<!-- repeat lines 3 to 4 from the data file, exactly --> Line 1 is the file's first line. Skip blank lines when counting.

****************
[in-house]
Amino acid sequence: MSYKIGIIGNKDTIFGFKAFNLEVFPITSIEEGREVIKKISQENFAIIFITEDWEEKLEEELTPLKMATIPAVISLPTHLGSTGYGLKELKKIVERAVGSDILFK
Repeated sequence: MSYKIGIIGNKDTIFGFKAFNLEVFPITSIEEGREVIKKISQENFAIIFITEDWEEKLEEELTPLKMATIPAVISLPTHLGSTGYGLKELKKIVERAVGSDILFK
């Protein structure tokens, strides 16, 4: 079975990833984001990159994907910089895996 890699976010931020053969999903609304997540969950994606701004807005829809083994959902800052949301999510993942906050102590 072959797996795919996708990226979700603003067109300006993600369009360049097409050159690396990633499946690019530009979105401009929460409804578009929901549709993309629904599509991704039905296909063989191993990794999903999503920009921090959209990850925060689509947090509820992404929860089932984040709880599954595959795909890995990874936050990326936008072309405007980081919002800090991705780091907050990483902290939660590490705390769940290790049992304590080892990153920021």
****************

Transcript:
Repeated sequence: MSYKIGIIGNKDTIFGFKAFNLEVFPITSIEEGREVIKKISQENFAIIFITEDWEEKLEEELTPLKMATIPAVISLPTHLGSTGYGLKELKKIVERAVGSDILFK
């Protein structure tokens, strides 16, 4: 079975990833984001990159994907910089895996 890699976010931020053969999903609304997540969950994606701004807005829809083994959902800052949301999510993942906050102590 072959797996795919996708990226979700603003067109300006993600369009360049097409050159690396990633499946690019530009979105401009929460409804578009929901549709993309629904599509991704039905296909063989191993990794999903999503920009921090959209990850925060689509947090509820992404929860089932984040709880599954595959795909890995990874936050990326936008072309405007980081919002800090991705780091907050990483902290939660590490705390769940290790049992304590080892990153920021």